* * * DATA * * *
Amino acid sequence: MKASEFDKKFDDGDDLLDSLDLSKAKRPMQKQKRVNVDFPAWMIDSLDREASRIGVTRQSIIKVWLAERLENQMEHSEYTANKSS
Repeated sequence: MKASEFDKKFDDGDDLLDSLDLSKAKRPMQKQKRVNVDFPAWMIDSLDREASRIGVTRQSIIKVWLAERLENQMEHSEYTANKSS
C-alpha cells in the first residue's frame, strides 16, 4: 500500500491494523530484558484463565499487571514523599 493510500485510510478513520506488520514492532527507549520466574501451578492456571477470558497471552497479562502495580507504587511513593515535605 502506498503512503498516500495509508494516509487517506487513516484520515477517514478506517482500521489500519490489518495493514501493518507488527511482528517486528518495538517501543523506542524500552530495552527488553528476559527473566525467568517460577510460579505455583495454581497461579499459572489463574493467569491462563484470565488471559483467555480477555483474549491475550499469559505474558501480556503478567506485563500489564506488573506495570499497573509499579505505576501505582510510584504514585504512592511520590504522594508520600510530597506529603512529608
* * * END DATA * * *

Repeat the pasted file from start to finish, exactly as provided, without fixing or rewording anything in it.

Amino acid sequence: MKASEFDKKFDDGDDLLDSLDLSKAKRPMQKQKRVNVDFPAWMIDSLDREASRIGVTRQSIIKVWLAERLENQMEHSEYTANKSS
Repeated sequence: MKASEFDKKFDDGDDLLDSLDLSKAKRPMQKQKRVNVDFPAWMIDSLDREASRIGVTRQSIIKVWLAERLENQMEHSEYTANKSS
C-alpha cells in the first residue's frame, strides 16, 4: 500500500491494523530484558484463565499487571514523599 493510500485510510478513520506488520514492532527507549520466574501451578492456571477470558497471552497479562502495580507504587511513593515535605 502506498503512503498516500495509508494516509487517506487513516484520515477517514478506517482500521489500519490489518495493514501493518507488527511482528517486528518495538517501543523506542524500552530495552527488553528476559527473566525467568517460577510460579505455583495454581497461579499459572489463574493467569491462563484470565488471559483467555480477555483474549491475550499469559505474558501480556503478567506485563500489564506488573506495570499497573509499579505505576501505582510510584504514585504512592511520590504522594508520600510530597506529603512529608